With technology advancing at speed and acquisitions aplenty, it’s a challenging time for those in the satellite industry. How has this change impacted recruitment in the sector? We caught up with Ian Stammers, Founder and Managing Director of Satellite Talent Ltd to find out.
- What are the key challenges currently facing the satellite industry in terms of recruiting talent?
Companies are currently facing three key challenges:
- Competition: Over the past 12 months the industry has become candidate driven, which will continue in 2017. With more players moving into the market, salaries will be driven up as companies fight for the best talent and work to retain their best.
- Lack of talent: There are not enough graduates coming through. Why is this? From what I have seen over the last 10 years, I’d say that larger OEM’s within spacecraft manufacturing haven’t been able to keep up, in terms of offering attractive salaries which are in-line with the operators.
- Churn: This is due largely to a lack of talent alongside a skills shortage.
- How has recruitment in the satellite industry changed over recent years?
I started recruiting into the industry back in 2006. I placed some of Yahsat’s ‘C’ Level team and around 30 others throughout their business. Their recruitment procedure was tough, but they had the backing of Abu Dhabi’s Investment Arm so had the budget to attract the best – which of course they did.
Since then, many new players have come into the market, both operators and Earth Observation companies. There have also been acquisitions; Hughes bought out by EchoStar, O3b acquired by SES, EMC acquired by GEE, Harris CapRock acquired by SpeedCast, and so on. Due to competition, bandwidth prices have been driven down which has had a knock-on effect for recruitment.
Globally, salaries have stood still over the last 2-3 years. Despite this, companies are demanding more. It’s common for job descriptions to compress two or three positions into one. On top of this, ever changing technologies provide challenges to recruitment and within IT / Networking companies are increasing the knowledge and experience criteria within job descriptions, you often have to be a SME in multiple areas to be successful.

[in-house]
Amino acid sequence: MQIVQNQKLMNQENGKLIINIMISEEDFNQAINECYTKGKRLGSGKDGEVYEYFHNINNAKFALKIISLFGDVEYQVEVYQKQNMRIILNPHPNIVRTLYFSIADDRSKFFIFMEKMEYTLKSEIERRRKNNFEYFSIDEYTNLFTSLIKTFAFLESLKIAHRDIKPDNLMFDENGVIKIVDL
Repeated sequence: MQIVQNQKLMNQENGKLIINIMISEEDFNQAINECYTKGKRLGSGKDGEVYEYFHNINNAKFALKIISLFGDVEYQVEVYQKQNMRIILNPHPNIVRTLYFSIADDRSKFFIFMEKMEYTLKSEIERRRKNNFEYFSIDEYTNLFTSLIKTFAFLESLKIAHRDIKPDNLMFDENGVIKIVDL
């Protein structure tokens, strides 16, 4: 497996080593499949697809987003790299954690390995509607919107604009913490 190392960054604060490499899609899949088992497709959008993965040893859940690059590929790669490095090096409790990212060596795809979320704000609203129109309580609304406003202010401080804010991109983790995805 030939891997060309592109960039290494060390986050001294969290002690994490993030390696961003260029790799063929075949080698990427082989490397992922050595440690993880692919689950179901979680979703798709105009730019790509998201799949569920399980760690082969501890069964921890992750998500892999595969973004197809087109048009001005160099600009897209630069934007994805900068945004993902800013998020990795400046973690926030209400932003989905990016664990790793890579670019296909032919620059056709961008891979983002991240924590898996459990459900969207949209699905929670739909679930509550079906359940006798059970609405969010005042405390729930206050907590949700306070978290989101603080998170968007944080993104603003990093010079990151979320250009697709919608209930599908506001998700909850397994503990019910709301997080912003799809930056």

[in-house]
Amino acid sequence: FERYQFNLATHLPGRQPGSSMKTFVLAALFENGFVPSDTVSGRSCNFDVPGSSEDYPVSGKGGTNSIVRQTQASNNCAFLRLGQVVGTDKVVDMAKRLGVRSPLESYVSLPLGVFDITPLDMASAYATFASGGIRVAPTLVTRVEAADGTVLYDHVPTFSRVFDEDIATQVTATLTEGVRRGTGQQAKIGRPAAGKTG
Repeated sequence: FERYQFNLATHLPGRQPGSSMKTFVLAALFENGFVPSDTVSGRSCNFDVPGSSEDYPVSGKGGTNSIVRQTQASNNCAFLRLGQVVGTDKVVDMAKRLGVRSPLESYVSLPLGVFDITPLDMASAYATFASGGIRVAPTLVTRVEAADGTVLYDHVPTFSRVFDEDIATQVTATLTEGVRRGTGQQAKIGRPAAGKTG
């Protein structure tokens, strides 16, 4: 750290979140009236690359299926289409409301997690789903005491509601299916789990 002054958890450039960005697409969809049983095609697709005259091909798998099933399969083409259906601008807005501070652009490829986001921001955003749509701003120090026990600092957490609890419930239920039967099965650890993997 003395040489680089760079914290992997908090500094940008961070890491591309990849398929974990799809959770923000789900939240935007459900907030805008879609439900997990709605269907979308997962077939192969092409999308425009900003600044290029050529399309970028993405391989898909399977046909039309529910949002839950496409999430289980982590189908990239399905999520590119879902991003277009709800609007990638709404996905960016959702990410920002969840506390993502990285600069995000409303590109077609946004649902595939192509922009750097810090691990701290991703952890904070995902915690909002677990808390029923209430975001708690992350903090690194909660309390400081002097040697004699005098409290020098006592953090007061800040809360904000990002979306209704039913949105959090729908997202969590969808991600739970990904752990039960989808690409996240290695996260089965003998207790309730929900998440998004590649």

- What are the key skills you look for when recruiting a graduate or young person into a role in the industry?
Most of the positions we recruit are mid to senior management. The graduates we have placed previously i.e. spacecraft controllers, would usually have an MSc in Mobile and Satellite Communications / BEng Aerospace, Aeronautical and Astronautical Engineering or similar, and would have attended a reputable university like Surrey University in the UK, or Delft University in Netherlands. Unfortunately, without the degree it’s extremely hard to get into the satellite industry on both the manufacturing and engineering side.
At present, there aren’t enough graduates coming through in order to keep up with the pace of the industry. It’s an industry worth over $200 billion and with a 3% growth rate YoY, we need to do more to get young people through. Not all companies have the time, capacity or budget to do this, they need experts who have the experience which is why you see an average age of 45-55 within the sector.
- Advances in tech are changing the scope of the satellite industry massively, to what extent has this changed the roles that you typically recruit for?
The release of new technologies means that we are always recruiting for new positions, covering areas including HTS in Engineering, SDN/NFV within Network Architecture and more. There are limited numbers of people experienced in new technologies, so it’s important to partner with the right recruitment firm that has the network to source these niche candidates.
Another recent change has come from service providers who are fighting it out within IFC (In-Flight Connectivity), a huge global market. Over the coming years we will see In-Flight Connectivity on long-haul and short-haul flights alike. IFC is a hugely competitive sector and again a candidate driven market. Car connectivity is on the horizon too, resulting in even more companies fighting it out to attract the best talent.
- Tech start-ups and tech giants like Facebook are beginning to move into the satellite space, has this widened the variety of roles on offer in the sector?
The aim of the industry is to provide reliable, fast, cost effective connectivity to consumers, businesses or governments within a geographical area. Regardless of the technologies being used, the core areas of the business will stay the same.
The expected launch of hundreds of LEO satellites over the next two years may introduce a problem though, in that launch companies may not be able to keep up with the demand. Perhaps there’ll be a gap in the market here, especially in the UK who are wanting to establish a UK Spaceport by 2018. This will allow smaller satellites to be launched from the UK, which will boost UK competiveness and reduce reliance on other spaceports out of our control.
The satellite industry is a tough, challenging and demanding industry to be involved with, but it’s also highly rewarding if you get your business model right.